In less than 12 months, many global indices were back to pre-Covid levels (the FTSE100 being one notable exception) and US equity markets have hit successive all-time highs. Our clients sometimes ask the question: ‘Have equity markets lost touch with reality?’. The rapid development and roll-out of highly effective vaccines and new treatments is certainly a game-changer, however Covid will continue to present a significant challenge for some time yet.
To answer the question one has to acknowledge that valuations, in particular those of US equities, do look rich by traditional valuation metrics and one cannot ignore the sharp rise in speculative investing by amateur investors this year, from cryptocurrencies to meme stocks (e.g. Gamestop) and Special Purpose Acquisition Vehicles (SPACs). For some commentators this is proof that we’re in a bubble.
However, since the start of the year analysts have consistently revised upwards their expectations for global growth and importantly for equity investors, corporate profits are forecast to rise by 62% this year and a further 11% next year. If that is the case equity markets can grow into their current valuations and go on to deliver decent single-digit returns over the next 18 months.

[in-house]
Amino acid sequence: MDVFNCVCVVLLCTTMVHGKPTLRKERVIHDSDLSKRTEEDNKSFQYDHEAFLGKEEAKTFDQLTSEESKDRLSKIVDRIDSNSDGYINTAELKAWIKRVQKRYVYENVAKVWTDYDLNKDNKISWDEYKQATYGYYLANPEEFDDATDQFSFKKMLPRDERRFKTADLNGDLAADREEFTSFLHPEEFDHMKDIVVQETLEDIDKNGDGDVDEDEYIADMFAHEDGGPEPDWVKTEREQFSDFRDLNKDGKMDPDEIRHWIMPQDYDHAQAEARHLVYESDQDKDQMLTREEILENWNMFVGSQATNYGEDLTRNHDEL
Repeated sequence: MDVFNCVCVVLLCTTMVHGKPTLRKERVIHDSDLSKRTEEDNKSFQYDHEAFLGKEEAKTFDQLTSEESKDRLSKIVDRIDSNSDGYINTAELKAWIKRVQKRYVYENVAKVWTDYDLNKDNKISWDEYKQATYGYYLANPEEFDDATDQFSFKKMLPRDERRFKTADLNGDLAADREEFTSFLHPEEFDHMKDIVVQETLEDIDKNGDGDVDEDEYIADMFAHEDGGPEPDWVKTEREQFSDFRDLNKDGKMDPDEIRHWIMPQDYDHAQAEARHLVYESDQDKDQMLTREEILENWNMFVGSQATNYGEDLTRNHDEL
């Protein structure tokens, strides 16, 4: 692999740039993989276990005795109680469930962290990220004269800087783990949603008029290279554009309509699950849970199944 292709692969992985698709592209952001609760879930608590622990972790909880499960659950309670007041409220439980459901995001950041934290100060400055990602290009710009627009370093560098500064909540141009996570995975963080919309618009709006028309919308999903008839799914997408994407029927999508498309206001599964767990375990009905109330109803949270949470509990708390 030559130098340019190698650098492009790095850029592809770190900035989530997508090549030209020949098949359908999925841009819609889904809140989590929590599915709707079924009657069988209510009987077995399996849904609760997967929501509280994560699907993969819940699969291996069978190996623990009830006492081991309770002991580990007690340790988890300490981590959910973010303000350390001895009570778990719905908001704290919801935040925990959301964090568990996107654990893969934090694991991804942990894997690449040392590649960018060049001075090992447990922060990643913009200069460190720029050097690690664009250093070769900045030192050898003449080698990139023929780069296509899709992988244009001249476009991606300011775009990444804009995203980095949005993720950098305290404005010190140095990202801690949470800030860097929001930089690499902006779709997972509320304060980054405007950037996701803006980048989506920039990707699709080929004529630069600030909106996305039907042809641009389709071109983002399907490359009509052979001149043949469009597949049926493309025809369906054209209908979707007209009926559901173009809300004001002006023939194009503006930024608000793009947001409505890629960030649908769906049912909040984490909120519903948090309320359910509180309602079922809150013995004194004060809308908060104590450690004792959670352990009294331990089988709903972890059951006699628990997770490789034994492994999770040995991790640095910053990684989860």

There are likely to be further Covid related setbacks along the way and inflation expectations and the timing and speed of interest hikes in the US will continue to sway market sentiment. We would view any weakness in the coming months as a buying opportunity.
I am also often asked: ‘Where do you currently see value?’ The easy answer is UK and Japan equities, which look attractive on a relative basis, however headline indices fail to capture the whole story. Even the US equity market offers pockets of value and our research capabilities enable us to gain exposure to these via direct US stocks and ‘best of breed’ active 3rd party fund managers.
That is not to say we avoid investing in the more optically expensive parts of the market. In fact, our investment process has a quality/growth bias which naturally leads us to companies that rarely look cheap, including the technology sector and we’re happy to pay up for quality and higher growth prospects. But even the best tech companies have the odd bad day in the market and we are ready and waiting to snap them up for our clients, at a more attractive price.
 S&P 500, Nasdaq and Dow Jones
 Factset Workstation, 23 August 2021
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